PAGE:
Best practice here is the same as for all databases, that the primary key should either be related to a physically unique value, or generated by the client. This is true for any database technology. The reason to do it this way is that it allows you to be relatively failure proof, so that it is okay to retry any insertion and not worry that you will end up with duplicate values.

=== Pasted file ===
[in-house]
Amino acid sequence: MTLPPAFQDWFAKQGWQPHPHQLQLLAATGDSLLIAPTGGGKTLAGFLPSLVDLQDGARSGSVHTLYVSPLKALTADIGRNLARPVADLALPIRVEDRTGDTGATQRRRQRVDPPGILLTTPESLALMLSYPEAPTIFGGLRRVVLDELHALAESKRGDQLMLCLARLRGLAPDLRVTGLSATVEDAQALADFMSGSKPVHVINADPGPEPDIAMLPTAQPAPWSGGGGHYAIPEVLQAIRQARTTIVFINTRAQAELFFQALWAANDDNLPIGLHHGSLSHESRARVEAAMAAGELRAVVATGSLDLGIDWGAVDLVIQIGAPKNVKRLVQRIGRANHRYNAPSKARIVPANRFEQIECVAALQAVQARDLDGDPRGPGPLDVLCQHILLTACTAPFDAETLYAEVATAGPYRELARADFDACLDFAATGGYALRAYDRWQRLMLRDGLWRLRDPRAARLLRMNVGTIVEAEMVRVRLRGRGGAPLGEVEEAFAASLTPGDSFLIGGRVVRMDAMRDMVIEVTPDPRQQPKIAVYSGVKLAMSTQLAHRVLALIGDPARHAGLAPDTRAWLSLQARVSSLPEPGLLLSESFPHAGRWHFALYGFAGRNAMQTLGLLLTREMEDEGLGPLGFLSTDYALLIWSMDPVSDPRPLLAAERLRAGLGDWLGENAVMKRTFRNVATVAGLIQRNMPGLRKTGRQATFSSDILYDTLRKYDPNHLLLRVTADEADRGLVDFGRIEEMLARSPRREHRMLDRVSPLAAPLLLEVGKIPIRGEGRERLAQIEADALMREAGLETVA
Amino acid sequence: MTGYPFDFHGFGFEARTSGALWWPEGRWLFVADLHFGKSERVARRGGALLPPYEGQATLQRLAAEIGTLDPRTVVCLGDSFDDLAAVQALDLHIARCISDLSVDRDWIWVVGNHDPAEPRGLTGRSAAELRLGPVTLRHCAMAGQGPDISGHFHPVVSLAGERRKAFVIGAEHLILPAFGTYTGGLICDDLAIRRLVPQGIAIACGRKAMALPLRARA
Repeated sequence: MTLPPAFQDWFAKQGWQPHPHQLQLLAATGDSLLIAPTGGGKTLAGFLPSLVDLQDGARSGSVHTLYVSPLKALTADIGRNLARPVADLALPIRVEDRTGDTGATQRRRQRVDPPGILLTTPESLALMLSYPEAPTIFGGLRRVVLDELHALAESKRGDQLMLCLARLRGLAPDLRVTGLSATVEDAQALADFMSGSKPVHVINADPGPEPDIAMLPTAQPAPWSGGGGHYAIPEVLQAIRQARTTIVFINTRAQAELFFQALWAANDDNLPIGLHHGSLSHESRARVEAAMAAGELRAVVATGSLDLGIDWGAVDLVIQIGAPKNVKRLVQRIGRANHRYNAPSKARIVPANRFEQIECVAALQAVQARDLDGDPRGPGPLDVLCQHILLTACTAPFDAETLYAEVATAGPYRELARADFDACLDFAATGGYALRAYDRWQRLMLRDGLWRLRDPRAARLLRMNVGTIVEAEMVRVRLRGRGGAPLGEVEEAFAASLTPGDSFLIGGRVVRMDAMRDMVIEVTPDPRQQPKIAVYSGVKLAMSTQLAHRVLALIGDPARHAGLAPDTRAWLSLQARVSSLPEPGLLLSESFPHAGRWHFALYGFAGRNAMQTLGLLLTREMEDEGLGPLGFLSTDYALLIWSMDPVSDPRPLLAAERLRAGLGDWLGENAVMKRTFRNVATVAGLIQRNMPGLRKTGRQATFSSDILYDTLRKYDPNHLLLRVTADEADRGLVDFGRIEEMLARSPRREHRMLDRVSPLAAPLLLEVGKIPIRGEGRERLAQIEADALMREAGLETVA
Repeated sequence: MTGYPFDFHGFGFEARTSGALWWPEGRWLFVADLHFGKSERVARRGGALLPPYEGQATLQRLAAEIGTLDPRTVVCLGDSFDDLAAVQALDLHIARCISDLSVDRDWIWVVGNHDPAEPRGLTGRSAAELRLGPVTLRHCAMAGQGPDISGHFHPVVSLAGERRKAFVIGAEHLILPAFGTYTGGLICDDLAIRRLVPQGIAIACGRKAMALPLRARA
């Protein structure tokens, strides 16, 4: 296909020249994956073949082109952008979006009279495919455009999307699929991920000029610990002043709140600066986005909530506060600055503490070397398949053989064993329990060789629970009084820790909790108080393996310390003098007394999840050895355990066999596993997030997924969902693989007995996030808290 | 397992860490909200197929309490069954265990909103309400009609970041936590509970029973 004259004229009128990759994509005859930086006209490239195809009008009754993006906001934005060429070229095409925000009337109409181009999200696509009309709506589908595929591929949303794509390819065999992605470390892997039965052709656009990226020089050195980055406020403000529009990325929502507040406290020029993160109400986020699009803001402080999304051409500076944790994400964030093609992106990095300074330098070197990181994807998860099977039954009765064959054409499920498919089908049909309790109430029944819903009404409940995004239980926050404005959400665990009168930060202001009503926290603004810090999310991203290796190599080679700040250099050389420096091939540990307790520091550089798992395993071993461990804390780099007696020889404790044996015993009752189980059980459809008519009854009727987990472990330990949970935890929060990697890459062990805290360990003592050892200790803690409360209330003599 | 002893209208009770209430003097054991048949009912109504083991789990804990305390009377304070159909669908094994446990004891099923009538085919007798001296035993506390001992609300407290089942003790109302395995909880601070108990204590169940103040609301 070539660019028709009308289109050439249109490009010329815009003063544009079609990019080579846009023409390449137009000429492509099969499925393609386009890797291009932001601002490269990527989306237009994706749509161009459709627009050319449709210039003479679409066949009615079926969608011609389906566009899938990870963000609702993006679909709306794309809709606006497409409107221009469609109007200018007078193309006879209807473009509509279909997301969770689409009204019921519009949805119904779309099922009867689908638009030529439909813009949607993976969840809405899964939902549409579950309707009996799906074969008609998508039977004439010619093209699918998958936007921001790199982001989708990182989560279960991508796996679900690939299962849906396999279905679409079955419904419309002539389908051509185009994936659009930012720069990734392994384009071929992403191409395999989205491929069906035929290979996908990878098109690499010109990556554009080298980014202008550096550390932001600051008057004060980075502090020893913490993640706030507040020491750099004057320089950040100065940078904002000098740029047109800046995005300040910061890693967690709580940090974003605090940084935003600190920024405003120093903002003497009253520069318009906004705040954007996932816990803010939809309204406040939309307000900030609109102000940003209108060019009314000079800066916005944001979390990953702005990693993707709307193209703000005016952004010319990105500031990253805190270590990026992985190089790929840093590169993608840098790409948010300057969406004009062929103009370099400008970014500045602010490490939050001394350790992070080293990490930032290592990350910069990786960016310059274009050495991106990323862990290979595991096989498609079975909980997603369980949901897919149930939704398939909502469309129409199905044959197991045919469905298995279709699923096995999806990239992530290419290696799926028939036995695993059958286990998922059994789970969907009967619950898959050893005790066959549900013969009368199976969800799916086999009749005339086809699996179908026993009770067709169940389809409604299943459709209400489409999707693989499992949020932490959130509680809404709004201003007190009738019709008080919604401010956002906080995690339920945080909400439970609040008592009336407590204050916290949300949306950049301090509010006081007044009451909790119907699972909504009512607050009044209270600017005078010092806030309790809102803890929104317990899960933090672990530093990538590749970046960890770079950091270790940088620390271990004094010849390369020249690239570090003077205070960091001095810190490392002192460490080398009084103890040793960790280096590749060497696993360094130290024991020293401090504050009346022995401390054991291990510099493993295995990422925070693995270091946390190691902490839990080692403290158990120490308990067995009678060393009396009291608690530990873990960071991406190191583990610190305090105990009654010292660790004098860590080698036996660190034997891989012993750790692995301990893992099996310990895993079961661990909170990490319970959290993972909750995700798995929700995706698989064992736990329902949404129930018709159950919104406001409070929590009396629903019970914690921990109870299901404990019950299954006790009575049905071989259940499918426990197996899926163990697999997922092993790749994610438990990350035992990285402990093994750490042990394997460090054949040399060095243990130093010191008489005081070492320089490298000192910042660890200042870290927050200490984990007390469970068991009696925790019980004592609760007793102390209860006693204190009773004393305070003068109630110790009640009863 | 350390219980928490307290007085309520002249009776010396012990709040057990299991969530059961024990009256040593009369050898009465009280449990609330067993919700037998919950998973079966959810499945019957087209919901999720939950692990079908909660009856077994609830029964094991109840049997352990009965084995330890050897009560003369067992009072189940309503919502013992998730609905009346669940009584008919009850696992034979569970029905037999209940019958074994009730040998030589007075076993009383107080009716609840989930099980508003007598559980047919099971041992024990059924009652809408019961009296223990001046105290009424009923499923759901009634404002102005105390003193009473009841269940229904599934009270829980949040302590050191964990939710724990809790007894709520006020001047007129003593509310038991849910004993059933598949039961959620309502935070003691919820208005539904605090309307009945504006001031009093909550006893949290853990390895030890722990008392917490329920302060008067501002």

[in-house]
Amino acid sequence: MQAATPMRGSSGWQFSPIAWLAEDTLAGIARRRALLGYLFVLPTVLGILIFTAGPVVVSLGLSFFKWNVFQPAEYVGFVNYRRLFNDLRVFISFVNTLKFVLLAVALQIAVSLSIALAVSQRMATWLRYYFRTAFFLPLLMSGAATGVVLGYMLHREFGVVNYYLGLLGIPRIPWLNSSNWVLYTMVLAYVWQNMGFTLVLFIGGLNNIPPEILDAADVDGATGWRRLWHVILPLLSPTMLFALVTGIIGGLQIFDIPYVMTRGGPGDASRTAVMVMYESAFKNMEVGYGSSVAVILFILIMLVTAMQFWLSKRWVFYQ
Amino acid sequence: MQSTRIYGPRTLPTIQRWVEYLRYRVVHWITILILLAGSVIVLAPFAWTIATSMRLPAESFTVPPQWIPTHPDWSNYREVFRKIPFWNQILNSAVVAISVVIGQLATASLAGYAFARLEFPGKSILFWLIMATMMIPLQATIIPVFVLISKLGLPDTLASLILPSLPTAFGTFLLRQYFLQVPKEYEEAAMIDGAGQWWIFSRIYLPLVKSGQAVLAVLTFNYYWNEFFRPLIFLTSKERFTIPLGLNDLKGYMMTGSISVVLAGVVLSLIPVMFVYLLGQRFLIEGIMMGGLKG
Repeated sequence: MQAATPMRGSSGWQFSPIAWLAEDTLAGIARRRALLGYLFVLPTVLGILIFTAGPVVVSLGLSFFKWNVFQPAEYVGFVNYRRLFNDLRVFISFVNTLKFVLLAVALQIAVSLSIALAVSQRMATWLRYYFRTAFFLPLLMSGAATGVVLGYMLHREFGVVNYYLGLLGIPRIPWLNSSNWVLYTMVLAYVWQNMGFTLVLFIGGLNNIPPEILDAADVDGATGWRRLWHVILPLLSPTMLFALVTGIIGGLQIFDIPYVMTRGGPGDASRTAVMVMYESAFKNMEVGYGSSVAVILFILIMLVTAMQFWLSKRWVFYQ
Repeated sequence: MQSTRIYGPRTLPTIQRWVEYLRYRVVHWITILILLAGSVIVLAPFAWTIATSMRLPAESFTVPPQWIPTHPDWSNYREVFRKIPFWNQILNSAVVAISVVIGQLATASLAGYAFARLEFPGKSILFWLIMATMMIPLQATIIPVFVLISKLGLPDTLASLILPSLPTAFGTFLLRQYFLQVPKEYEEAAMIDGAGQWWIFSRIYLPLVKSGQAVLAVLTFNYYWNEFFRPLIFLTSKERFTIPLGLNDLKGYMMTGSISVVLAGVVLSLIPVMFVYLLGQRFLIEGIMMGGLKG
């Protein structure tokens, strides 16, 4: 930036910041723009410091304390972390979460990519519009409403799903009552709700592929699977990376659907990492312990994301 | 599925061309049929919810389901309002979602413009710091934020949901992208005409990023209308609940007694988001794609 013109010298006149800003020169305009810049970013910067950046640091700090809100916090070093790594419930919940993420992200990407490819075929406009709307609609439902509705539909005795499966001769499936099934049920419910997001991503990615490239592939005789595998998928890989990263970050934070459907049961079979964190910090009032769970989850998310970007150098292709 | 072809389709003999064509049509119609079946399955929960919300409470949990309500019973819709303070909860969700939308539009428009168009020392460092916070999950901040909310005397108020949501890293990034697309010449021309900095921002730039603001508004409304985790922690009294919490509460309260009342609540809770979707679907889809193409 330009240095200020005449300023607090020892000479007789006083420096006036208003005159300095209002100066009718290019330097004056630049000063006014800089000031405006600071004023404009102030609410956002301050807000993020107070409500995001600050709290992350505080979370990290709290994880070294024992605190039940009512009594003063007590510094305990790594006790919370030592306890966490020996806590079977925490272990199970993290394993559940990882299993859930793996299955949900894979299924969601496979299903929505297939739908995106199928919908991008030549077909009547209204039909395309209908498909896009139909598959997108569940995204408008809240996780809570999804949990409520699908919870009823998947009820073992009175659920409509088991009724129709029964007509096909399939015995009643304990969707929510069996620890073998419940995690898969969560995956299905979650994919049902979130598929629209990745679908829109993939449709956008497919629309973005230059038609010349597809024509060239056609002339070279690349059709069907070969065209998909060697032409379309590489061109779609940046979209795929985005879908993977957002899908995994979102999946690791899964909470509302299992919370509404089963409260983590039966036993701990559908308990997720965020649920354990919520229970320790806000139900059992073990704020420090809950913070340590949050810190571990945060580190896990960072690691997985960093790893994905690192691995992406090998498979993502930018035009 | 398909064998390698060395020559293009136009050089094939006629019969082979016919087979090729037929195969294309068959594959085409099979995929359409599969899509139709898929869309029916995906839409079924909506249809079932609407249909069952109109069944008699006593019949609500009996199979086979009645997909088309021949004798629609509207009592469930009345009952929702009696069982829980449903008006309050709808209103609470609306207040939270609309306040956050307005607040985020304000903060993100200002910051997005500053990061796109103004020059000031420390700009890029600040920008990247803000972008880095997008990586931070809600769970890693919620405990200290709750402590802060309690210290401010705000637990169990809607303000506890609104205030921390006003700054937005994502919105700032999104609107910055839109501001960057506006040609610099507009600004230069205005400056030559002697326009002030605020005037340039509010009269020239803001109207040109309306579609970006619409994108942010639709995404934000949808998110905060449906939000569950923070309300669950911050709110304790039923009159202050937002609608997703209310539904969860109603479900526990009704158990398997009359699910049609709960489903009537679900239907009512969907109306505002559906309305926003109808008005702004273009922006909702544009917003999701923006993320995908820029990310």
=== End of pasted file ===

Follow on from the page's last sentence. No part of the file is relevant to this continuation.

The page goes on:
We do not currently have an auto-number option, though it is possible we will get one, but my advice is to avoid it if at all possible.
Why do you want the id to be an int or uint?
When I have done this in the past, I have used a client identifier prefix, with a numeric suffix. This avoided the problem of clashing keys between clients who knew nothing about each other.
If there is no other way, and you need server keys, then the best way is to use a stored query which can manage transactional updates to a central counter held on a stored “Counter” vertex, but performance (due to locking and synchronisation overhead) will be much less than the previous options.